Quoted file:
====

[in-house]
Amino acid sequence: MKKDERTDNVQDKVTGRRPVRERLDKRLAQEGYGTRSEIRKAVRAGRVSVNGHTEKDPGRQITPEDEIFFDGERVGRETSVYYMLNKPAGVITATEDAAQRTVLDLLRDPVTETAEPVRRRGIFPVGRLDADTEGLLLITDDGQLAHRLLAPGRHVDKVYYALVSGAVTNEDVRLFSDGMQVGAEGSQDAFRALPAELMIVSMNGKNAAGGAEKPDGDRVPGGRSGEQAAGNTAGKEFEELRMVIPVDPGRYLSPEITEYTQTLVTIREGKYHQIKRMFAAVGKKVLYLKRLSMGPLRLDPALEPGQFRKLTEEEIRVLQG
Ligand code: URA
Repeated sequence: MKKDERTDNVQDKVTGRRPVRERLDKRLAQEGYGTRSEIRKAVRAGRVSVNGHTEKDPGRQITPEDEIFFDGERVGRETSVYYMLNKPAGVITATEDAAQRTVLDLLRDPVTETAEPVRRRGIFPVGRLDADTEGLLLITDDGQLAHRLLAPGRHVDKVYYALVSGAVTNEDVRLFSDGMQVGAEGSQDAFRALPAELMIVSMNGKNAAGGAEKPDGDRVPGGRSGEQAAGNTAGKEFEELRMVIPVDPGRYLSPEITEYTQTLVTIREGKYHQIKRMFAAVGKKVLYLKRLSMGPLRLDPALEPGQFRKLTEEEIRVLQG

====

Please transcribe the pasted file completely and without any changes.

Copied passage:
[in-house]
Amino acid sequence: MKKDERTDNVQDKVTGRRPVRERLDKRLAQEGYGTRSEIRKAVRAGRVSVNGHTEKDPGRQITPEDEIFFDGERVGRETSVYYMLNKPAGVITATEDAAQRTVLDLLRDPVTETAEPVRRRGIFPVGRLDADTEGLLLITDDGQLAHRLLAPGRHVDKVYYALVSGAVTNEDVRLFSDGMQVGAEGSQDAFRALPAELMIVSMNGKNAAGGAEKPDGDRVPGGRSGEQAAGNTAGKEFEELRMVIPVDPGRYLSPEITEYTQTLVTIREGKYHQIKRMFAAVGKKVLYLKRLSMGPLRLDPALEPGQFRKLTEEEIRVLQG
Ligand code: URA
Repeated sequence: MKKDERTDNVQDKVTGRRPVRERLDKRLAQEGYGTRSEIRKAVRAGRVSVNGHTEKDPGRQITPEDEIFFDGERVGRETSVYYMLNKPAGVITATEDAAQRTVLDLLRDPVTETAEPVRRRGIFPVGRLDADTEGLLLITDDGQLAHRLLAPGRHVDKVYYALVSGAVTNEDVRLFSDGMQVGAEGSQDAFRALPAELMIVSMNGKNAAGGAEKPDGDRVPGGRSGEQAAGNTAGKEFEELRMVIPVDPGRYLSPEITEYTQTLVTIREGKYHQIKRMFAAVGKKVLYLKRLSMGPLRLDPALEPGQFRKLTEEEIRVLQG